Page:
Flu shots don’t work… but your friends in the media want you to get one anyway.
A new study finds the scantest of all possible benefits from the most heavily hyped vaccine of all time — benefits so small you have to wonder if they even exist at all.
But just take a look at the headlines:
- MSNBC: Flu shot not as effective as thought (but get one anyway)
- Wall Street Journal: Flu shot could be better, but for now it’s the best we’ve got
- Time Magazine: It’s no guarantee, but you should get the flu shot anyway
Best we got? Get one anyway? Sheesh — you’d think these “news” organizations were earning a commission here.
In reality, the study offers some of the most sobering evidence yet of the shot’s utter ineffectiveness. Overall, the analysis of data from 31 studies published since 1967 finds that just 2.7 percent of unvaccinated people got the flu versus 1.2 percent of those who got the shot.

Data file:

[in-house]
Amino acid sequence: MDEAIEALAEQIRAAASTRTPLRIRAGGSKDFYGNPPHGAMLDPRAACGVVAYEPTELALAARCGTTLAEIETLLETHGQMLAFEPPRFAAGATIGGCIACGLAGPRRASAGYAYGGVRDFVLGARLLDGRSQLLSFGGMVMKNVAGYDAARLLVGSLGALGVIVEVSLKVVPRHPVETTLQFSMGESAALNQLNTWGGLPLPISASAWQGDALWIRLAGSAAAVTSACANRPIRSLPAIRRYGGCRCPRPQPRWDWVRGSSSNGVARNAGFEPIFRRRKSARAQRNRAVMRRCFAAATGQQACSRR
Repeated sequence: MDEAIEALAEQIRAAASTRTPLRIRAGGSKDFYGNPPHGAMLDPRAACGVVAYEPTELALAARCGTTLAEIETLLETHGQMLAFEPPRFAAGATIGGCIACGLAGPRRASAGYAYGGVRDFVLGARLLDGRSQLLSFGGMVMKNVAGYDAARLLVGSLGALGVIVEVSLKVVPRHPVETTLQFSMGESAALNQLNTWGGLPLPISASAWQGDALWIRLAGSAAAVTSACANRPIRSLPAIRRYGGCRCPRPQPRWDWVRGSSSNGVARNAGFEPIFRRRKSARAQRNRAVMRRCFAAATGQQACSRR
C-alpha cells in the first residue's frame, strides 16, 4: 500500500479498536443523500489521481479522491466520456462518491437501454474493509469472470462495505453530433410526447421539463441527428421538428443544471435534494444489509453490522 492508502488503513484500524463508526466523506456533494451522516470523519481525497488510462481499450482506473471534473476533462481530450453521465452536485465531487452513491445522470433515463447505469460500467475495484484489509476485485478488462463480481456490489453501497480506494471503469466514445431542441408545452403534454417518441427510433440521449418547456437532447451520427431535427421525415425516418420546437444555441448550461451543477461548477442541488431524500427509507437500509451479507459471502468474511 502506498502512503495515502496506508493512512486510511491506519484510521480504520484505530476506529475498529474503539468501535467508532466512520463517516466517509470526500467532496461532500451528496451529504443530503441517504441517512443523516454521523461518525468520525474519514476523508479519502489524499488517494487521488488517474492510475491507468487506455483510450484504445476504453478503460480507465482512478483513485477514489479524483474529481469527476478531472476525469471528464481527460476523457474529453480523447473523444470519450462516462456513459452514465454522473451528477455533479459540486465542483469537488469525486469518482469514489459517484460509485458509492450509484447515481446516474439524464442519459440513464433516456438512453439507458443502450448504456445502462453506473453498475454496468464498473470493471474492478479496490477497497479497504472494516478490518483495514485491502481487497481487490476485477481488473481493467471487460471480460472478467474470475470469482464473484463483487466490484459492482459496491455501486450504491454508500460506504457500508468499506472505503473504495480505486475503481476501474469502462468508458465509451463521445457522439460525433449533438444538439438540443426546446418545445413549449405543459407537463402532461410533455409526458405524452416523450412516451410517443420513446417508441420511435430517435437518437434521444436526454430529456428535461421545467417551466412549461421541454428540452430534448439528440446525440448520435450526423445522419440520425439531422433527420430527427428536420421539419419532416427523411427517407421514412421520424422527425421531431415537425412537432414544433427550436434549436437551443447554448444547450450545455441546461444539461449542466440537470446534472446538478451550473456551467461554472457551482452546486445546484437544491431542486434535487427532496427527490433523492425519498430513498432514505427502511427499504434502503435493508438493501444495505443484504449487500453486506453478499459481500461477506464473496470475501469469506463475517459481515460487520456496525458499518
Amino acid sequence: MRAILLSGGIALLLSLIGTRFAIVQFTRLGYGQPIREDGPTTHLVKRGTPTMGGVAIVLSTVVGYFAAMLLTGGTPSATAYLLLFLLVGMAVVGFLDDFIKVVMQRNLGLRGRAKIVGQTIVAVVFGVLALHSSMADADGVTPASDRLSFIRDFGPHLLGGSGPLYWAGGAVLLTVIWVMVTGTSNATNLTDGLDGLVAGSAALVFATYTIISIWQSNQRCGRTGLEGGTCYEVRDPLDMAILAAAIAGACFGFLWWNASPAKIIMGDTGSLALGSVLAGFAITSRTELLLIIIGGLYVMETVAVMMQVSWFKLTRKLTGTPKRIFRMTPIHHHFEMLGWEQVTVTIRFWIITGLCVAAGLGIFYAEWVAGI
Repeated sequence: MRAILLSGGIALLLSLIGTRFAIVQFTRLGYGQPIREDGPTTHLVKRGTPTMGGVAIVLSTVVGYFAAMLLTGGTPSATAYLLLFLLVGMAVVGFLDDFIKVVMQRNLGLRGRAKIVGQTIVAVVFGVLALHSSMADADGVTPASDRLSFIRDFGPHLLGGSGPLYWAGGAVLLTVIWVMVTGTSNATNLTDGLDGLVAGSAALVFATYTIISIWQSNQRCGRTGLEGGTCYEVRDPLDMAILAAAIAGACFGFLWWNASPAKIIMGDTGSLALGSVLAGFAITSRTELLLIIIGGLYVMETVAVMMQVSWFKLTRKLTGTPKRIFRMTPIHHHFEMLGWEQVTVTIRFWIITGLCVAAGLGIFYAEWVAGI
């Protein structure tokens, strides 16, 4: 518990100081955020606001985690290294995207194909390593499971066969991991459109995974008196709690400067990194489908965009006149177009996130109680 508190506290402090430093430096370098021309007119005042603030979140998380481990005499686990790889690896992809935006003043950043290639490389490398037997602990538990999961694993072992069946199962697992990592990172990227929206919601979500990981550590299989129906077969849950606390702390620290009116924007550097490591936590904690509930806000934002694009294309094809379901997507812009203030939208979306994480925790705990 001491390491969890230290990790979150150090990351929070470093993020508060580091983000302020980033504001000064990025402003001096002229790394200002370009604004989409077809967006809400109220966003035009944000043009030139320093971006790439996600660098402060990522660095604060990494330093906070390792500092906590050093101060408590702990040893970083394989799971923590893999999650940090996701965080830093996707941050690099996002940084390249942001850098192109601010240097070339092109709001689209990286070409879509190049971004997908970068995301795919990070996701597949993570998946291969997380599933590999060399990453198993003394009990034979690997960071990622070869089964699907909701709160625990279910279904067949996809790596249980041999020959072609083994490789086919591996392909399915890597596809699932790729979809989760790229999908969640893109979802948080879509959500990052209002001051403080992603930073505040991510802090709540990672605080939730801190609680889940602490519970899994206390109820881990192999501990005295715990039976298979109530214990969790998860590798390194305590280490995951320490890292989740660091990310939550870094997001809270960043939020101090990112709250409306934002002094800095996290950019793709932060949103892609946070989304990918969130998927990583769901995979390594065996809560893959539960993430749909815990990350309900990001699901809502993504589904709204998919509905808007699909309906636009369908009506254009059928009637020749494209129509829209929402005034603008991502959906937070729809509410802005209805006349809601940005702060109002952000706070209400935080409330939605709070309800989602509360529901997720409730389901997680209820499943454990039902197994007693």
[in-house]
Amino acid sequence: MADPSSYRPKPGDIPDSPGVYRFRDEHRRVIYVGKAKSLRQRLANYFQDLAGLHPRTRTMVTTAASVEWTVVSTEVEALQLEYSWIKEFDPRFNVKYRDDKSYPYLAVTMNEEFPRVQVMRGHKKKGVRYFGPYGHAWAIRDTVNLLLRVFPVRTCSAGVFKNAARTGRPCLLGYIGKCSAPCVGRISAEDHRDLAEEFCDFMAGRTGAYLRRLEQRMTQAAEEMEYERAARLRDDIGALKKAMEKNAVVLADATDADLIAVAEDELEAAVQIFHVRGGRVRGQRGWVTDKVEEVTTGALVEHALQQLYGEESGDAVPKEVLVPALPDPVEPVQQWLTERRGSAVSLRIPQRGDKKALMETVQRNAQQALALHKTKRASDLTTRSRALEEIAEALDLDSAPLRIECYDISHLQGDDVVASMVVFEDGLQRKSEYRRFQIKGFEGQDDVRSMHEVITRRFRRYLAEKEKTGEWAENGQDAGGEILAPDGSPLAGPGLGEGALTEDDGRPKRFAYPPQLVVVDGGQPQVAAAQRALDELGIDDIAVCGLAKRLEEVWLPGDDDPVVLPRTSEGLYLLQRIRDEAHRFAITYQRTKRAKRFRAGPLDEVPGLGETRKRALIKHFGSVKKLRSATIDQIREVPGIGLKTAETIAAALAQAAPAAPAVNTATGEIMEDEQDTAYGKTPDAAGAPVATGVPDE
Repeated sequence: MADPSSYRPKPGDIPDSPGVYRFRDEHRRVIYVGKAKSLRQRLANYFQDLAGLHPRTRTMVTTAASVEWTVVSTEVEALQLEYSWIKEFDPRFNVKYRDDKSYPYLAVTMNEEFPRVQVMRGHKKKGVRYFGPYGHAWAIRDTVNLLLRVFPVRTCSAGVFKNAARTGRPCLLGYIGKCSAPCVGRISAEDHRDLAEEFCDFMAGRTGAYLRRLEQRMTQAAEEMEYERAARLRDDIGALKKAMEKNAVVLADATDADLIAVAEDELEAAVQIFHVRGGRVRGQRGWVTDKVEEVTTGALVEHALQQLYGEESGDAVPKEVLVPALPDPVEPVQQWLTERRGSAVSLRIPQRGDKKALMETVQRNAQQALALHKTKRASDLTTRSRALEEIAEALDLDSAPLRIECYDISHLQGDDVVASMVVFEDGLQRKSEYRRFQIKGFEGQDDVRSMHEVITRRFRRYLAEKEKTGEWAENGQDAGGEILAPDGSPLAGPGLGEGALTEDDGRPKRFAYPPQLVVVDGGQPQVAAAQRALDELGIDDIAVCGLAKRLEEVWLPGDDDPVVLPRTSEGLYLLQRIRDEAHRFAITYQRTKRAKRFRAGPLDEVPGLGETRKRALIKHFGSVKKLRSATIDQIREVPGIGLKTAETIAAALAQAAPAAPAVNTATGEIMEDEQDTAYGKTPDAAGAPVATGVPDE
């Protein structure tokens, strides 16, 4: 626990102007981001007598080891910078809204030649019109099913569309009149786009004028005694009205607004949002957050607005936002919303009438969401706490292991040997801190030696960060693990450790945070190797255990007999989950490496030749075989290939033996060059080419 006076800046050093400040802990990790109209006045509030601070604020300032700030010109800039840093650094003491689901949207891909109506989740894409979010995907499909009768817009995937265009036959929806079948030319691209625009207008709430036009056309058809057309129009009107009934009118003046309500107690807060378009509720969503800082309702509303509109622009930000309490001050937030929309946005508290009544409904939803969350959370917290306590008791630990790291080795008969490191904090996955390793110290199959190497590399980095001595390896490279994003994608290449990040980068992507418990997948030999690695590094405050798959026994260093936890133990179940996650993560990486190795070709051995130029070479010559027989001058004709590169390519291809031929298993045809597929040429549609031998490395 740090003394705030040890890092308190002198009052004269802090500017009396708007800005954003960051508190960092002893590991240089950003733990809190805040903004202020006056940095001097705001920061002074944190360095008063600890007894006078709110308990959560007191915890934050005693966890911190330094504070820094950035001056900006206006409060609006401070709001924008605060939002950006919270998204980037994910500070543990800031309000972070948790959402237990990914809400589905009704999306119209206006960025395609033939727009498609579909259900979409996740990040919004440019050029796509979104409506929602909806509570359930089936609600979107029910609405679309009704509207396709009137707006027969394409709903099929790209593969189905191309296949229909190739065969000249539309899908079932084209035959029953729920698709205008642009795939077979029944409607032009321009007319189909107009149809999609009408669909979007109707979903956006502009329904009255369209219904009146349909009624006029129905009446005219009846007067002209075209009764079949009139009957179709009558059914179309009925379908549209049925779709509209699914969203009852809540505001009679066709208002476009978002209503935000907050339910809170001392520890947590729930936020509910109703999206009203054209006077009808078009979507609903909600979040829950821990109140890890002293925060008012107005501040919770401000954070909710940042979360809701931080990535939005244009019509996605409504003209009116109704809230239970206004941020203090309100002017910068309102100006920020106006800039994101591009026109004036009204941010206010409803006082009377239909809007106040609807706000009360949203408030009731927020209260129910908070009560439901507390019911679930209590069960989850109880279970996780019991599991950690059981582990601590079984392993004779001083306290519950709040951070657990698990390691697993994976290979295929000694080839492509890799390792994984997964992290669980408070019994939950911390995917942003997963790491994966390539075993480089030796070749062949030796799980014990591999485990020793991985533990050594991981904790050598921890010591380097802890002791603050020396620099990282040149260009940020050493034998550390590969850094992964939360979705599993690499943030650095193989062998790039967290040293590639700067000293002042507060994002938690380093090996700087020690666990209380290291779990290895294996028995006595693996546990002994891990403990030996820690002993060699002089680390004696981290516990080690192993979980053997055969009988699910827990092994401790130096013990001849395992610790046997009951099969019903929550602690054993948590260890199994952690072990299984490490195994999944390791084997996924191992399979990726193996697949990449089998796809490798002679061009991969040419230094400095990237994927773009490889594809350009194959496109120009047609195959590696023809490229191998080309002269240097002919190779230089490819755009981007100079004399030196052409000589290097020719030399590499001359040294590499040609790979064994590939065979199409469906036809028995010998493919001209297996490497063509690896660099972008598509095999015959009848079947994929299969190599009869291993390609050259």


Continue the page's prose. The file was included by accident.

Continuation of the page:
It’s an absolute difference of 1.5 percent — but a statistical difference of 59 percent.
Guess which number the media is using? You guessed it — 59 percent, and most of them rounded that up to 60 percent.
If you want to lower your risk, there’s a much easier way to do it without having to go through the time, trouble, cost and risks of a flu shot.
Last year, Japanese researchers found that schoolchildren given 1,200 mg a day of vitamin D3 had a 58 percent lower risk of flu than kids given a placebo. The children who got the D were also three times less likely to catch a cold — something a flu shot won’t help you with at all.
Other immune boosters such as vitamins A, C and E and fish oil could slash that risk even further — and all of them are nutrients your body needs anyway. Throw in good hygiene, and you can cut your flu risk down to almost nothing.
When you can get that kind of boost from simple vitamins and regular hand-washing, why would you even waste your time with a flu shot?